You’ve heard it time and time again. Guinea pigs need friends. It’s even illegal in some areas to have a solo pig. Guinea pigs live in herds in the wild and do best with the comfort of their own kind. Hey, it’s not personal. It’s just instinct.
Power in Numbers
In their natural environment, guinea pigs’ pals help watch for predators and threats. Without their network, a guinea pig in the wild would have to be on high alert 24/7. How exhausting! That instinct runs deep. Guinea pigs that live alone are generally more nervous and high-strung. Think about how hard it would be to bond with your humans when you’re that tightly wound all the time.
Wild guinea pigs have the ability to pick and choose their social network. Well, technically, it’s a bit more complex than that. When guinea pigs reproduce and the population increases, groups of 10-15 usually split into sub-units consisting of one to four males and one to seven females. In the wild, escalating fighting is rare, because the highest-ranking males of each sub-unit respect the bonds of the others’ groups. They have the freedom to choose individual living and sleeping spaces for their group. Ah, harmony.
The More the Merrier … Right?
Things are a little different for domesticated guinea pigs. It changes a pig when he is served only the finest guinea pig food with slaves on hand for monthly mani/pedis. He can afford to be a little picky when it comes to a roomie. Yes, the instinctive longing for a buddy is still there, but we can’t expect a guinea pig to like just any fella that we plop into his palace.
In the wild, the king of the castle doesn’t have to share his territory with fellow alpha males. So, we may mean well when we pick out a friend, but sometimes we don’t get it right the first time. Remember that blind date your mom set up when you were a teenager? What if they NEVER LEFT? It’s risky to bring home just any pig like that.
Introducing your guinea pig to a baby is often a safe bet, regardless of gender. Baby guinea pigs aren’t concerned with the social hierarchy; they have new foods to try, new toys to play with, any plenty of popcorning taking up their busy schedules. Adult residents tend to see babies as less of a threat, which gets their relationship off on the right foot.
While these bonds usually last, there is always a chance the newcomer will experience a change of heart come puberty. Most common in males, the “teenage” guinea pig may try to challenge their roomie for the throne at around five months old. This can lead to a falling out between the pair. For this reason, some prefer to bond an adult with another adult, in hopes that what you see is what you get.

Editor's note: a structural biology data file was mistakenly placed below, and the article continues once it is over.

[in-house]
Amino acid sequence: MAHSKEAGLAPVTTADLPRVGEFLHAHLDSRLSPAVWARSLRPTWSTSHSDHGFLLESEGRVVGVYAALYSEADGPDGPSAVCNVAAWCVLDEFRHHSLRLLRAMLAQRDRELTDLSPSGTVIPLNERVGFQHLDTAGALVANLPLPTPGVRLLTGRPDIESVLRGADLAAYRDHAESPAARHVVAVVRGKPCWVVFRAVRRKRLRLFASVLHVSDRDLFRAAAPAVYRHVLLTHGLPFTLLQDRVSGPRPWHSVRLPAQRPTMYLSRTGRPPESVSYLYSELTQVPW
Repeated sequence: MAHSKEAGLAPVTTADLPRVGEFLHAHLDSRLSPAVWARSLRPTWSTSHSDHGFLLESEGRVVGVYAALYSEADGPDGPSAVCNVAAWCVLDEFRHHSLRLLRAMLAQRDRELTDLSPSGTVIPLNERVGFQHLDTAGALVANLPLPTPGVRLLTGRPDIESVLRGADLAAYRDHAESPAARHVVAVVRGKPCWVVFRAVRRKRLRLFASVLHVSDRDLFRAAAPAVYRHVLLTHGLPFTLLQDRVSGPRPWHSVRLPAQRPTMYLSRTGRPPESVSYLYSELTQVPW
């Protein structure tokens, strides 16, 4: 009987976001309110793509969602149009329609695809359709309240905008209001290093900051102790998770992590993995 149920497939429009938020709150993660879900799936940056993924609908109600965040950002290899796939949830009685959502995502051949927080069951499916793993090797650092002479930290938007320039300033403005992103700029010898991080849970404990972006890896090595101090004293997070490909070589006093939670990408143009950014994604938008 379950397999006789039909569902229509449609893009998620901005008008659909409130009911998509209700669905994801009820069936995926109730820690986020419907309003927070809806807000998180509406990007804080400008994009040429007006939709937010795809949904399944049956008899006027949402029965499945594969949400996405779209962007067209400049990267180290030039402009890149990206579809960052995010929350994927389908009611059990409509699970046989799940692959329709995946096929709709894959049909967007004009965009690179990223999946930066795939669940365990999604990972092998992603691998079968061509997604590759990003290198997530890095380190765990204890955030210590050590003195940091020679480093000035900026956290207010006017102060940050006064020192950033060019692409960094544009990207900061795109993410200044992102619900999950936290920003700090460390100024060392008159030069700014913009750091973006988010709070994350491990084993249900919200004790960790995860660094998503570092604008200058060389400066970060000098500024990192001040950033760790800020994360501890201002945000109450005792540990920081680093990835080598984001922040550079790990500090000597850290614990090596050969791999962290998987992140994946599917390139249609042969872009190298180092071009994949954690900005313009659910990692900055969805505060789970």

While females can live nicely in groups, given there is adequate living space and unlimited resources (hay), males usually do best in pairs, with the odd trio here and there if the personality fit is right. A neutered male can fit in nicely with a group of girls, although mixing more than one male in with ladies, regardless of whether they are neutered, can be a recipe for disaster.
When you find the first contender, make sure the space where they are introduced doesn’t smell like any other guinea pigs. It should be a large, open area. Any hides should have two exits, so no one ends up cornered and feeling defensive. Some yummy guinea pig hay always makes a good distraction, too.
Rumbling, humping, chasing, a little chattering, and similar theatrics is normal. Louder chattering with an open mouth and raised paw while circling the other guinea pig is a sign that things may be going south. Lunging, biting to draw blood, and pignados mean it’s time to call it quits. Guinea pigs hold grudges. Once blood is drawn or he decides he isn’t a fan, that opinion is pretty much set in stone.
The best way to find a good fit for your guinea pig is to let him be the one to choose. Most guinea pig rescues will allow you to bring your guinea pig so he can have a few trial runs with potential roomies in neutral territory. It can take a few hours for them to decide if they want to be friends, so be patient.
Sachser, N. Naturwissenschaften (1998) 85: 307. https://doi.org/10.1007/s001140050507